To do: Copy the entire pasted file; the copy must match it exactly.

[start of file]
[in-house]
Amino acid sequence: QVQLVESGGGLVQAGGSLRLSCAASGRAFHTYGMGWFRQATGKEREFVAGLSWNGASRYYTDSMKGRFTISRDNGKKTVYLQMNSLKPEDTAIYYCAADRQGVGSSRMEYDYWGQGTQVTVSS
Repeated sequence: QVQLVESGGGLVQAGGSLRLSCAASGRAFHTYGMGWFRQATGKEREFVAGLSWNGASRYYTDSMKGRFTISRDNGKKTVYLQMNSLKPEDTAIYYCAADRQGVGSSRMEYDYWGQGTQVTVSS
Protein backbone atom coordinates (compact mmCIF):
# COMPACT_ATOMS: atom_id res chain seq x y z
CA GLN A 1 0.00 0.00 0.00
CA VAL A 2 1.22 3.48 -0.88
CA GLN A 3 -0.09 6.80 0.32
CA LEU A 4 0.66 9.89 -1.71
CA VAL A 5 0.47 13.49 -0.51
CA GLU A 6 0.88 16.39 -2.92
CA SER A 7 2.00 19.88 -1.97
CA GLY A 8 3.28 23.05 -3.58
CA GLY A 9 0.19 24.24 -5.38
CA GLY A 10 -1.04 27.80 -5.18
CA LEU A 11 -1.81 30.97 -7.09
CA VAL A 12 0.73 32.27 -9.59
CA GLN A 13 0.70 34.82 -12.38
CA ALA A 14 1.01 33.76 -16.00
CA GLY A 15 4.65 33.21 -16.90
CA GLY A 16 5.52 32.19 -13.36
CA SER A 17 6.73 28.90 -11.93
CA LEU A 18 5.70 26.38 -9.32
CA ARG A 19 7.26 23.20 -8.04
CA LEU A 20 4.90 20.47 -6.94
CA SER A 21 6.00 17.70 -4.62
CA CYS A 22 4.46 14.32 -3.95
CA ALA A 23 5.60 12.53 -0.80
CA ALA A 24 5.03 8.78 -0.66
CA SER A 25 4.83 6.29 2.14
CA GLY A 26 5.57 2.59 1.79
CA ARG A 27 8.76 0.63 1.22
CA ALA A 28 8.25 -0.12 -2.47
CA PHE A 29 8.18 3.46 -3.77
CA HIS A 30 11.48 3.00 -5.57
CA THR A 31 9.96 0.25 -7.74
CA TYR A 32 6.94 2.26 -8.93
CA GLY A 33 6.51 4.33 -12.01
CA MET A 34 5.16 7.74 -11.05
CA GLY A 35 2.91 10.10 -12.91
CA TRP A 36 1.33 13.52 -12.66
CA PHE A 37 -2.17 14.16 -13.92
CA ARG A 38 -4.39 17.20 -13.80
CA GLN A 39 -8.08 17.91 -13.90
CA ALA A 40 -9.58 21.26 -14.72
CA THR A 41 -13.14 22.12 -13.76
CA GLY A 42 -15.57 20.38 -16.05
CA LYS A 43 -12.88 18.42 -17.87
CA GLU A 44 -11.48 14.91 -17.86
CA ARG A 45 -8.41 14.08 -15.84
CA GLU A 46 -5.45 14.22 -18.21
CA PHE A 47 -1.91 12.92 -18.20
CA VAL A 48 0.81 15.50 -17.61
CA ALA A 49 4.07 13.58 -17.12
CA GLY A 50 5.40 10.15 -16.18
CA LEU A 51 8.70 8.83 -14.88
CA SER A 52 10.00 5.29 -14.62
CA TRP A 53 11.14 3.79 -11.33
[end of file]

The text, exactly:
[in-house]
Amino acid sequence: QVQLVESGGGLVQAGGSLRLSCAASGRAFHTYGMGWFRQATGKEREFVAGLSWNGASRYYTDSMKGRFTISRDNGKKTVYLQMNSLKPEDTAIYYCAADRQGVGSSRMEYDYWGQGTQVTVSS
Repeated sequence: QVQLVESGGGLVQAGGSLRLSCAASGRAFHTYGMGWFRQATGKEREFVAGLSWNGASRYYTDSMKGRFTISRDNGKKTVYLQMNSLKPEDTAIYYCAADRQGVGSSRMEYDYWGQGTQVTVSS
Protein backbone atom coordinates (compact mmCIF):
# COMPACT_ATOMS: atom_id res chain seq x y z
CA GLN A 1 0.00 0.00 0.00
CA VAL A 2 1.22 3.48 -0.88
CA GLN A 3 -0.09 6.80 0.32
CA LEU A 4 0.66 9.89 -1.71
CA VAL A 5 0.47 13.49 -0.51
CA GLU A 6 0.88 16.39 -2.92
CA SER A 7 2.00 19.88 -1.97
CA GLY A 8 3.28 23.05 -3.58
CA GLY A 9 0.19 24.24 -5.38
CA GLY A 10 -1.04 27.80 -5.18
CA LEU A 11 -1.81 30.97 -7.09
CA VAL A 12 0.73 32.27 -9.59
CA GLN A 13 0.70 34.82 -12.38
CA ALA A 14 1.01 33.76 -16.00
CA GLY A 15 4.65 33.21 -16.90
CA GLY A 16 5.52 32.19 -13.36
CA SER A 17 6.73 28.90 -11.93
CA LEU A 18 5.70 26.38 -9.32
CA ARG A 19 7.26 23.20 -8.04
CA LEU A 20 4.90 20.47 -6.94
CA SER A 21 6.00 17.70 -4.62
CA CYS A 22 4.46 14.32 -3.95
CA ALA A 23 5.60 12.53 -0.80
CA ALA A 24 5.03 8.78 -0.66
CA SER A 25 4.83 6.29 2.14
CA GLY A 26 5.57 2.59 1.79
CA ARG A 27 8.76 0.63 1.22
CA ALA A 28 8.25 -0.12 -2.47
CA PHE A 29 8.18 3.46 -3.77
CA HIS A 30 11.48 3.00 -5.57
CA THR A 31 9.96 0.25 -7.74
CA TYR A 32 6.94 2.26 -8.93
CA GLY A 33 6.51 4.33 -12.01
CA MET A 34 5.16 7.74 -11.05
CA GLY A 35 2.91 10.10 -12.91
CA TRP A 36 1.33 13.52 -12.66
CA PHE A 37 -2.17 14.16 -13.92
CA ARG A 38 -4.39 17.20 -13.80
CA GLN A 39 -8.08 17.91 -13.90
CA ALA A 40 -9.58 21.26 -14.72
CA THR A 41 -13.14 22.12 -13.76
CA GLY A 42 -15.57 20.38 -16.05
CA LYS A 43 -12.88 18.42 -17.87
CA GLU A 44 -11.48 14.91 -17.86
CA ARG A 45 -8.41 14.08 -15.84
CA GLU A 46 -5.45 14.22 -18.21
CA PHE A 47 -1.91 12.92 -18.20
CA VAL A 48 0.81 15.50 -17.61
CA ALA A 49 4.07 13.58 -17.12
CA GLY A 50 5.40 10.15 -16.18
CA LEU A 51 8.70 8.83 -14.88
CA SER A 52 10.00 5.29 -14.62
CA TRP A 53 11.14 3.79 -11.33